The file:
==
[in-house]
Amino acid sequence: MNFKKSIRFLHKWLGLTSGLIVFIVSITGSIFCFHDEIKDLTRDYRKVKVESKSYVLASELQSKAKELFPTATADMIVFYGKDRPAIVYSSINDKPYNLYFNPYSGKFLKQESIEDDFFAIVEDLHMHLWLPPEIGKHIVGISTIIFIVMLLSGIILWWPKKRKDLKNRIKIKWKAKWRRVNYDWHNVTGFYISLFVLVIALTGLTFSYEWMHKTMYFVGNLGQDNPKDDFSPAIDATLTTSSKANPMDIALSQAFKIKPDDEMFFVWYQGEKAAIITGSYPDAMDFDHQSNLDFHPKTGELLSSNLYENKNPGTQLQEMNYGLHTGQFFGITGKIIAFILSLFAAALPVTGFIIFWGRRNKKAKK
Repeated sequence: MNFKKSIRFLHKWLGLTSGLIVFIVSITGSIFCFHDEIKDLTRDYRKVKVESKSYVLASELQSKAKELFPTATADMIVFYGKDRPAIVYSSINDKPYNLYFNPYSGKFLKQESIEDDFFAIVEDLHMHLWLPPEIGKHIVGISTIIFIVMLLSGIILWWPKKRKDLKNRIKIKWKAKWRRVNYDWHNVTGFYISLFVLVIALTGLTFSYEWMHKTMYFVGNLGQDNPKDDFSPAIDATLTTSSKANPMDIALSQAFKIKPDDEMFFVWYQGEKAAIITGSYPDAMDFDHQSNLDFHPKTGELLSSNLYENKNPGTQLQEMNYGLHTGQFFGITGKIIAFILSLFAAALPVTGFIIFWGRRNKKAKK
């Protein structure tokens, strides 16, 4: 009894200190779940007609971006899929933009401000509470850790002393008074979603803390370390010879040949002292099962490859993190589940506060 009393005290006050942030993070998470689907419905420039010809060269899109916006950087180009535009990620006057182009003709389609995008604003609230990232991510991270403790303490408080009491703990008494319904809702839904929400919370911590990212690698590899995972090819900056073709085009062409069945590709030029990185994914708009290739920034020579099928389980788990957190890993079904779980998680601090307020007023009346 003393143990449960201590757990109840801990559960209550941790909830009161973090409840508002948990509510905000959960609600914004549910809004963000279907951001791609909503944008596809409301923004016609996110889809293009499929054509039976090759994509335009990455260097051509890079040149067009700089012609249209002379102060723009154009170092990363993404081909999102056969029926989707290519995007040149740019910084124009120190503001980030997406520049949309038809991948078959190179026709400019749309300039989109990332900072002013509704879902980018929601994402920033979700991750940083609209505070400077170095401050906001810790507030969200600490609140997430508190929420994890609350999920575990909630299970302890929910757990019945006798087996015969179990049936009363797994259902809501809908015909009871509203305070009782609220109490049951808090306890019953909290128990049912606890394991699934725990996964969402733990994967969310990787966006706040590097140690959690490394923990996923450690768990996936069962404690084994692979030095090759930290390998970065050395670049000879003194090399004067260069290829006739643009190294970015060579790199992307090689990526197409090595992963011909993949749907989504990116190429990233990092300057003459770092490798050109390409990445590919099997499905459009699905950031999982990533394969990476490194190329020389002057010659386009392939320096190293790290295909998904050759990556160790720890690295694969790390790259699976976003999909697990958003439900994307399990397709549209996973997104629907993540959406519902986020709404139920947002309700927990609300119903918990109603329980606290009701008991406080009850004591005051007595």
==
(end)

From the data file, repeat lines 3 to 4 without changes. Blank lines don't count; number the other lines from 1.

Repeated sequence: MNFKKSIRFLHKWLGLTSGLIVFIVSITGSIFCFHDEIKDLTRDYRKVKVESKSYVLASELQSKAKELFPTATADMIVFYGKDRPAIVYSSINDKPYNLYFNPYSGKFLKQESIEDDFFAIVEDLHMHLWLPPEIGKHIVGISTIIFIVMLLSGIILWWPKKRKDLKNRIKIKWKAKWRRVNYDWHNVTGFYISLFVLVIALTGLTFSYEWMHKTMYFVGNLGQDNPKDDFSPAIDATLTTSSKANPMDIALSQAFKIKPDDEMFFVWYQGEKAAIITGSYPDAMDFDHQSNLDFHPKTGELLSSNLYENKNPGTQLQEMNYGLHTGQFFGITGKIIAFILSLFAAALPVTGFIIFWGRRNKKAKK
């Protein structure tokens, strides 16, 4: 009894200190779940007609971006899929933009401000509470850790002393008074979603803390370390010879040949002292099962490859993190589940506060 009393005290006050942030993070998470689907419905420039010809060269899109916006950087180009535009990620006057182009003709389609995008604003609230990232991510991270403790303490408080009491703990008494319904809702839904929400919370911590990212690698590899995972090819900056073709085009062409069945590709030029990185994914708009290739920034020579099928389980788990957190890993079904779980998680601090307020007023009346 003393143990449960201590757990109840801990559960209550941790909830009161973090409840508002948990509510905000959960609600914004549910809004963000279907951001791609909503944008596809409301923004016609996110889809293009499929054509039976090759994509335009990455260097051509890079040149067009700089012609249209002379102060723009154009170092990363993404081909999102056969029926989707290519995007040149740019910084124009120190503001980030997406520049949309038809991948078959190179026709400019749309300039989109990332900072002013509704879902980018929601994402920033979700991750940083609209505070400077170095401050906001810790507030969200600490609140997430508190929420994890609350999920575990909630299970302890929910757990019945006798087996015969179990049936009363797994259902809501809908015909009871509203305070009782609220109490049951808090306890019953909290128990049912606890394991699934725990996964969402733990994967969310990787966006706040590097140690959690490394923990996923450690768990996936069962404690084994692979030095090759930290390998970065050395670049000879003194090399004067260069290829006739643009190294970015060579790199992307090689990526197409090595992963011909993949749907989504990116190429990233990092300057003459770092490798050109390409990445590919099997499905459009699905950031999982990533394969990476490194190329020389002057010659386009392939320096190293790290295909998904050759990556160790720890690295694969790390790259699976976003999909697990958003439900994307399990397709549209996973997104629907993540959406519902986020709404139920947002309700927990609300119903918990109603329980606290009701008991406080009850004591005051007595």